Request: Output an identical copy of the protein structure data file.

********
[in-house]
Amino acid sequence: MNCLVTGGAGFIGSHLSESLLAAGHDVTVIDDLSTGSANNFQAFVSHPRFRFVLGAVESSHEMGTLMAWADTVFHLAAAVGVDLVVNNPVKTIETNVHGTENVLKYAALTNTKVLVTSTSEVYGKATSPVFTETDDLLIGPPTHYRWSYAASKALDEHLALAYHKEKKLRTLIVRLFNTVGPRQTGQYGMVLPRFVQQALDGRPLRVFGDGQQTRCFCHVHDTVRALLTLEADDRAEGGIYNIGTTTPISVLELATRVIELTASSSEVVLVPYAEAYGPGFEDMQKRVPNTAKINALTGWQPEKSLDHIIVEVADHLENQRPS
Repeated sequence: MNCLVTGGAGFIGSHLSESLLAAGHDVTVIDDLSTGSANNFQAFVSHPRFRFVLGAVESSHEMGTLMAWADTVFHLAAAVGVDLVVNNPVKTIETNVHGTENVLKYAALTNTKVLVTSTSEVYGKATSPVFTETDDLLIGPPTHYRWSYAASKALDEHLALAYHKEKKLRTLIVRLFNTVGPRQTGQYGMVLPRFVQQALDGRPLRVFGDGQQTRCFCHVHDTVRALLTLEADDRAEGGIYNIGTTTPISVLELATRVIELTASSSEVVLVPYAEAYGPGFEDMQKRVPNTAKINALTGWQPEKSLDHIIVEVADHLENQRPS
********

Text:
[in-house]
Amino acid sequence: MNCLVTGGAGFIGSHLSESLLAAGHDVTVIDDLSTGSANNFQAFVSHPRFRFVLGAVESSHEMGTLMAWADTVFHLAAAVGVDLVVNNPVKTIETNVHGTENVLKYAALTNTKVLVTSTSEVYGKATSPVFTETDDLLIGPPTHYRWSYAASKALDEHLALAYHKEKKLRTLIVRLFNTVGPRQTGQYGMVLPRFVQQALDGRPLRVFGDGQQTRCFCHVHDTVRALLTLEADDRAEGGIYNIGTTTPISVLELATRVIELTASSSEVVLVPYAEAYGPGFEDMQKRVPNTAKINALTGWQPEKSLDHIIVEVADHLENQRPS
Repeated sequence: MNCLVTGGAGFIGSHLSESLLAAGHDVTVIDDLSTGSANNFQAFVSHPRFRFVLGAVESSHEMGTLMAWADTVFHLAAAVGVDLVVNNPVKTIETNVHGTENVLKYAALTNTKVLVTSTSEVYGKATSPVFTETDDLLIGPPTHYRWSYAASKALDEHLALAYHKEKKLRTLIVRLFNTVGPRQTGQYGMVLPRFVQQALDGRPLRVFGDGQQTRCFCHVHDTVRALLTLEADDRAEGGIYNIGTTTPISVLELATRVIELTASSSEVVLVPYAEAYGPGFEDMQKRVPNTAKINALTGWQPEKSLDHIIVEVADHLENQRPS